So what do environmental activists eat for lunch, you may be wondering.
Karin prefers food that is grown locally (to minimize the amount of fossil fuel and packaging used to bring the food the consumer), produced organically (that is, without pesticides, herbicides, hormones, genetic engineering, radiation, chemical fertilizers, and other substances and processes toxic to human beings, animals, plants and the environment), vegan (because animal products require a much greater use of fuels and land than vegetable ones, and because they are much more likely to contain toxins, due to the industrial farming, industrial pollution of the ocean and waterways, and the way toxins are bio-concentrated as you go up the food chain), and raw (because enzymes and other valuable nutrients are diminished or lost when food is cooked). Her acronym is LOVER: local, organic, vegan, essentially raw.
When I visited Karin, I brought over a bag of vegan groceries, and, after receiving her mild rebuke for all the packaging on my offerings, I watched Karin swiftly combine them into delicious wraps.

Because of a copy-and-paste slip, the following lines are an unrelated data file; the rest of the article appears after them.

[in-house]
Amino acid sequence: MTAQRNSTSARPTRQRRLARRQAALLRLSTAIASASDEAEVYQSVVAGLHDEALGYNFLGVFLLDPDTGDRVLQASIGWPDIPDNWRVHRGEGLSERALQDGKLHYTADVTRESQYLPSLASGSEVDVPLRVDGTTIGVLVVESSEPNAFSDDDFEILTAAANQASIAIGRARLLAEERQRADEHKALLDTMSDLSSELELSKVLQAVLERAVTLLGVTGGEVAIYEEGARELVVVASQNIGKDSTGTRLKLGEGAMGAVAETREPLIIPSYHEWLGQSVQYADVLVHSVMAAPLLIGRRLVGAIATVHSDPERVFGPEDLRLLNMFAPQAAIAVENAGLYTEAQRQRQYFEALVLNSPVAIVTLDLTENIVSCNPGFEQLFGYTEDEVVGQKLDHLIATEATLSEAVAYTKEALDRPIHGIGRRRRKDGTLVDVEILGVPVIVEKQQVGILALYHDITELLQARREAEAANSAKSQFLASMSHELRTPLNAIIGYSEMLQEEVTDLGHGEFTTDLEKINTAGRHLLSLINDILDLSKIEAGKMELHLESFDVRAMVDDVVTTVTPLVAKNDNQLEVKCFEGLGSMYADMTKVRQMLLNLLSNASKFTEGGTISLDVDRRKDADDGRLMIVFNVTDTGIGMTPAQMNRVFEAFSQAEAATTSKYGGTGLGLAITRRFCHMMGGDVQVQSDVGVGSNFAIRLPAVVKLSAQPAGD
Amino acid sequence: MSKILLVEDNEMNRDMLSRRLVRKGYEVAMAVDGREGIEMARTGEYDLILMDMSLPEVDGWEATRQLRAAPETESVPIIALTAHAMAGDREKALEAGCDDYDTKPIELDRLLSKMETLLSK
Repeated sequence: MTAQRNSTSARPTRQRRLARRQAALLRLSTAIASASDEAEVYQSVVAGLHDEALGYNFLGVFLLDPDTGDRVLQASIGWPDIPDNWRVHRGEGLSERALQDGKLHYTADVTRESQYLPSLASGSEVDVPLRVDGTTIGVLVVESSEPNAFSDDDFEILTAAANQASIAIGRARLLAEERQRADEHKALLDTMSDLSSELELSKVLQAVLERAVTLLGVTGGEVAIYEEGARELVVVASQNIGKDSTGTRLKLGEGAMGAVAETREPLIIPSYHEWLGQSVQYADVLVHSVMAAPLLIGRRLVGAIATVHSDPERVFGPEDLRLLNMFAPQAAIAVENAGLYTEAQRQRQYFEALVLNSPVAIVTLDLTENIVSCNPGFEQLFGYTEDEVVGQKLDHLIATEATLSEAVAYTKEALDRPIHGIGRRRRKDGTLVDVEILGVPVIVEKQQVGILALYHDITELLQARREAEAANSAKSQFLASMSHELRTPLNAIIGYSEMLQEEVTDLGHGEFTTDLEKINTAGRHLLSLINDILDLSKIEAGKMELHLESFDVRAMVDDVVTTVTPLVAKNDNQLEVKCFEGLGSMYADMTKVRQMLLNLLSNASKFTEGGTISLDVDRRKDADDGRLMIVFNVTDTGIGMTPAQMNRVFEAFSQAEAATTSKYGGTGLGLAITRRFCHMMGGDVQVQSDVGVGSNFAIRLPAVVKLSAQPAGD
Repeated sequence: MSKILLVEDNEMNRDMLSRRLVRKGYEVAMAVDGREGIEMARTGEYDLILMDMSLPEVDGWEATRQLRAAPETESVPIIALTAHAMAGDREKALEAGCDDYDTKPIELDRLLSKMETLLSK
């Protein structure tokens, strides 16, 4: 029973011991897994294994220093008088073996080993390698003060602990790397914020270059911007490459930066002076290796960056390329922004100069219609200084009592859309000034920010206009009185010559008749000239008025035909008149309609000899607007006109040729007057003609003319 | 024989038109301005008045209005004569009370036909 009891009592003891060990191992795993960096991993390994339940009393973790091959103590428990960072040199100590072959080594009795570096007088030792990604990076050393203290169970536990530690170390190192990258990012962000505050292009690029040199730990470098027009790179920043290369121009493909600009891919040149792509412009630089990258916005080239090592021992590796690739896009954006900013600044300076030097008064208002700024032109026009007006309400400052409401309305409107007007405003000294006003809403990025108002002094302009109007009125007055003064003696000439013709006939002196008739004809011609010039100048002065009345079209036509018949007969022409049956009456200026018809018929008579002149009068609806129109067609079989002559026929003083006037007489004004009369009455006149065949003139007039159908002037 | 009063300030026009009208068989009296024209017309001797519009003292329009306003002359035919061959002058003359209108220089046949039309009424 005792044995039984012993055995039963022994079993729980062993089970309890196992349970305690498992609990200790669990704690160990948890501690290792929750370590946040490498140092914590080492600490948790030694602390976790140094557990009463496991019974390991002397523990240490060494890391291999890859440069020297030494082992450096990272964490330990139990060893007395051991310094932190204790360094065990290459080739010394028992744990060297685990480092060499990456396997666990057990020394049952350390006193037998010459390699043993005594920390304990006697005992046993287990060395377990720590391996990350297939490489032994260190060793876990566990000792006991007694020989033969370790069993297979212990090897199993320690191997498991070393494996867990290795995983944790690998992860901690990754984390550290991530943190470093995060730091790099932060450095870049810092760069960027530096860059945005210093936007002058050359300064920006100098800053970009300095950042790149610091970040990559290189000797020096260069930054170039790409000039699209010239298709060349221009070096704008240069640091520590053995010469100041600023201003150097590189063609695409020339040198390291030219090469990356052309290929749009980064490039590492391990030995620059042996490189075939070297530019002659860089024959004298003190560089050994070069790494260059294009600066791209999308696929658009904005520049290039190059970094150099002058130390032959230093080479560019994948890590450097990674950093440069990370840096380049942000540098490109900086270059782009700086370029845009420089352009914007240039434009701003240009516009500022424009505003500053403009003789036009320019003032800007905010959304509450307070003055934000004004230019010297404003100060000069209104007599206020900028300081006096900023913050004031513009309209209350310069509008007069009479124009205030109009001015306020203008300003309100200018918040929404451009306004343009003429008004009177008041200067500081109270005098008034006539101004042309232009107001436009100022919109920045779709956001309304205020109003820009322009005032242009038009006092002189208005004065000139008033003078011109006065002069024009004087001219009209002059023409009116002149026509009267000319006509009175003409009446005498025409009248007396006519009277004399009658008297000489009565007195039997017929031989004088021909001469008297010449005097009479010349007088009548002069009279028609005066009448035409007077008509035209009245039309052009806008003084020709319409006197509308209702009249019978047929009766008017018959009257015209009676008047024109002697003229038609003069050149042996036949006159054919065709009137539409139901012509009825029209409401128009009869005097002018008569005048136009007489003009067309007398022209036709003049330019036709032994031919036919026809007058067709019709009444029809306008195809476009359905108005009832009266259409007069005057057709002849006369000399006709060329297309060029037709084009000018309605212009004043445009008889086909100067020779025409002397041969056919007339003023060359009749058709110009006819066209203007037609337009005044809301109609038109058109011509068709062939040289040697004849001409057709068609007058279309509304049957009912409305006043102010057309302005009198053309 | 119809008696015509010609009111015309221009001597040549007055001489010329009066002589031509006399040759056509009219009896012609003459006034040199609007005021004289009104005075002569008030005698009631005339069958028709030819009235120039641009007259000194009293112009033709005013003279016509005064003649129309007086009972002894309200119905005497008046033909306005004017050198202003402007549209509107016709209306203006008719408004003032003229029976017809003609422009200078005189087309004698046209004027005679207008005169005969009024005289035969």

She slightly heated (to soften) the organic, sprouted whole wheat tortillas, spread them with organic hummus, piled on a couple of cups of organic mesclun (aka baby lettuces, or cafe salading), tossed on some cubes of ripe avocado and slices of bell peppers from her garden, dressed with Annie’s Woodstock Dressing (a tomato-, tahini- and nutritional-yeast-thickened vinaigrette), rolled them up and called them lunch.
We ate off ceramic plates handmade by a local artist, which sat upon place mats made from recycled rags in the style of rag rugs, using cloth napkins and our fingers. Karin says you have to hold your wrap like Groucho Marx’s cigar, straight out, or the filling will fall out onto your plate (or farther).